“We are a strong, tough, resilient community,” he said.

Mayor Andrew Ginther of Columbus said that Monday was “one of those days you’re grateful for good training and great people across the board,” and urged unity in the days ahead.

This was a good way to end the article because it reinforces readers not to jump to any conclusions about the attacker and his motives or affiliations. This prevents biased and racist remarks or potential counterattacks. It also reinforces that the attack did not end it catastrophic tragedy by highlighting the active measures universities across the US are taking to provide a safe environment for campus communities. 

Attribution

Journalist use attribution in their work to provide their reader a source for where the information in their stories come from. Sources are usually people (first and last name with their job title included-when relevant), websites and books. Information from these sources can be paraphrased or quoted directly.

From BBC World News I chose the article: Russian officials create Santa letter template
                    http://www.bbc.com/news/blogs-news-from-elsewhere-38131118

In first sentence of the second paragraph,- “Roskomnadzor, which also regulates telecoms, says it’s seen a growth in the number of websites offering letters to Grandfather Frost which collect children’s personal details.” This form of attribution is called is called an indirect quote  in which what was said in the story is not verbatim, it is a slightly edited or paraphrased quote version of what the speaker said. Indirect quotes are not enclosed in quotation marks and represents what the reporter tells us someone said. Another example of indirect quotation is seen in the same paragraph, second sentence: “In a post on the VKontake social network it says it’s investigating 76 such sites.” 

In the third paragraph the reporter begins with deep background attribution which is define as anything that is said in an interview but cannot be directly quoted or attributed because the reporter uses his/her own words. “The suggested letter is rather formal, but opens in traditional fashion with blank spaces for children to fill in their first name, age and good behaviour.”

As the story  progresses we see examples of direct quotation where the reporter publishes a speaker’s exact words, a verbatim reporter enclosed in quotation marks. Sometimes is is edited slightly for better syntax or correct grammar. We see several examples of this throughout the story, for example- “This year I have been studying very well… I was obedient to my parents,” “They say that you give presents to children for the New Year. Please give me and my parents [blank]. I would be very grateful for this present. Thank you!”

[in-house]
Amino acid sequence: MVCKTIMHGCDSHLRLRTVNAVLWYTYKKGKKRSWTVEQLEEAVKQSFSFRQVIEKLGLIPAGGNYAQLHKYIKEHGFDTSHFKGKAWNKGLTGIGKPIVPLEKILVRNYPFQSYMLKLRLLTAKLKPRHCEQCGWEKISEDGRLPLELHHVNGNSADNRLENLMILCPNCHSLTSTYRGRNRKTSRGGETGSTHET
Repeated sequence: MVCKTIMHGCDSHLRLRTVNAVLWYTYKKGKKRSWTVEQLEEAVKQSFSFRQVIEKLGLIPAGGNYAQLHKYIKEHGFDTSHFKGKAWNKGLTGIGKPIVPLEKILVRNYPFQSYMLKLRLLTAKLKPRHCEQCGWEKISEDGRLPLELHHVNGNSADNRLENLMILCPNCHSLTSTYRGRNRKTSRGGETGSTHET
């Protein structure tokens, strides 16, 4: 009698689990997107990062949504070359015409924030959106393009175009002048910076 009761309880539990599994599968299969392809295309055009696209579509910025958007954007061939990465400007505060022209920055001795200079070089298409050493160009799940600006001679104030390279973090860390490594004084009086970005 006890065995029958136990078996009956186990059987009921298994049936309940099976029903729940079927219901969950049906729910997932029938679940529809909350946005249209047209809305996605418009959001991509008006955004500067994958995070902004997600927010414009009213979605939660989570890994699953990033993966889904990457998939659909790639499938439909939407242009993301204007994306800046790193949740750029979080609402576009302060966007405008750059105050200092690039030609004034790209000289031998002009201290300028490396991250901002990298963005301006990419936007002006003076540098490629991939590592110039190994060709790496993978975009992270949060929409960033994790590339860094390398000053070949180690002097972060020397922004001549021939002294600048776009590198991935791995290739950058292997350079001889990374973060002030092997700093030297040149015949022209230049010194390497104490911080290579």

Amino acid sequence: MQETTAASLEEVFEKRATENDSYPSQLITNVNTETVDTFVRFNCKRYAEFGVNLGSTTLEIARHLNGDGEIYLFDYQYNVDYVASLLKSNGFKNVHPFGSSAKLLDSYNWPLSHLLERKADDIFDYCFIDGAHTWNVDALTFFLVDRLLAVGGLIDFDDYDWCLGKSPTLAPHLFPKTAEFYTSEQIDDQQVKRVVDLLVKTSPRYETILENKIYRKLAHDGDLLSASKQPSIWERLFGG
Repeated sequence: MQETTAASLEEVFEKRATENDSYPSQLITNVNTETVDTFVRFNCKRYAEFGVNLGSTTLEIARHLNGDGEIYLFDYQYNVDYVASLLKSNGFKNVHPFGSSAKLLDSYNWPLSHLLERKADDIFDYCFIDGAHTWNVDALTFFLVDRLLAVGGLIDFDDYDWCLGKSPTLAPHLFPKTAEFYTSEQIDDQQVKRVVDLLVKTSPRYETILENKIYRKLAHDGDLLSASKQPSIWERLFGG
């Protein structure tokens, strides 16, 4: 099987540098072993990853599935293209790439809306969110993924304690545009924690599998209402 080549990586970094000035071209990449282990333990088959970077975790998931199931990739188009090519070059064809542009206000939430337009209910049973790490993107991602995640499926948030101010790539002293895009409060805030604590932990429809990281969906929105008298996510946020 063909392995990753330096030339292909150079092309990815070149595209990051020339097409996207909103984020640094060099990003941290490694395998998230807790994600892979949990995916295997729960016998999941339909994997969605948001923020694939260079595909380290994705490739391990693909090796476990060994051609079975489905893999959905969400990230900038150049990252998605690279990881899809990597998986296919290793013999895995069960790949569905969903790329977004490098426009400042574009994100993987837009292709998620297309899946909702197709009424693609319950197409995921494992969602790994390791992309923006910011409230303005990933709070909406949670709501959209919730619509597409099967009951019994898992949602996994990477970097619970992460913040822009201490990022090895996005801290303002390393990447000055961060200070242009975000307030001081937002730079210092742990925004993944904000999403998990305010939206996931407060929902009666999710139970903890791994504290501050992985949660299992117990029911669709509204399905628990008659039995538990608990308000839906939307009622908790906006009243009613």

Another form of attribution is background attribution where all statements are directly quotable but cannot be attributed to any one specific person. An example of this is found in paragraph four- “Prices are going up, mass redundancies, and they are writing letters to Grandfather Frost.”  In the article the reporter attributes this quotation to “Another person,” without providing a name or job title.

Attribution can be very helpful to readers and to reporters as information may be wrong and needs to be corrected. It is also important to have reliable news as readers share information with those around them.

Amherst Kitchen Fire

After receiving a 911 telephone call from an Amherst resident, eight on-duty and all off-duty personnel were called to the scene at #60 Fearing st. in Amherst to put out a kitchen fire.

The fire crew erected a hose line into the house where they found a fire burning behind the first floor kitchen stove. This cause heavy smoke and visible flames from outside of the two-story building.

It seems as if the fire was caused by a malfunction of the propane gas line attached to the stove. Further investigations are being conducted.

Damage was limited to the kitchen and the attic area directly above. Residents are allowed to stay in the home- although the kitchen is unusable. There is no estimated cost for the damage, as of yet. No casualties occurred.

Murder at the Marathon- April 15, 2013 Boston Bombing

Confusion and uncertainty loomed in the air after Monday’s Boston bombing.
Only hours after the incident, officials were at the podium trying to piece together and reassure civilians about the bombing that had just occurred.

Since the 2:50 bombing, all bodies from the site were removed and all of those who were injured have been transported to local hospitals. Police officers are making visits to the hospitals to question those who may have been witness to the event. An immediate response system was activated by police officers in order to send help and resources in an event like this.

Two hotlines have been established to aid families in finding loved ones who may have been affected by the explosions and another for witness who may have any information on the explosions.

With little to no details about the bombing, Commissioner Ed Davis and Gov. Deveal Patrick could not provide any information on if the bombing was terrorist related, the number of casualties or even the actual number of attacks.

Commissioner Ed Davis, who did the majority of speaking, stated that, “This is literally just unfolding, I don’t have any information.”

Investigating the incident with immediate urgency, police officers are examining each bag dropped at the scene, treating them all as if they were suspicious devices. When addressed, Commissioner Davis affirmed that there were no threats made leading up to the day’s Boston Marathon bombing. Commissioner Davis stated that,” People should stay calm but they should understand that this is an ongoing investigation.”

In an effort to maintain safety as the investigation continues, Gov. Patrick and Commissioner Davis urge those in the Boston area to stay in their homes or hotel rooms and not to congregate in large crowds.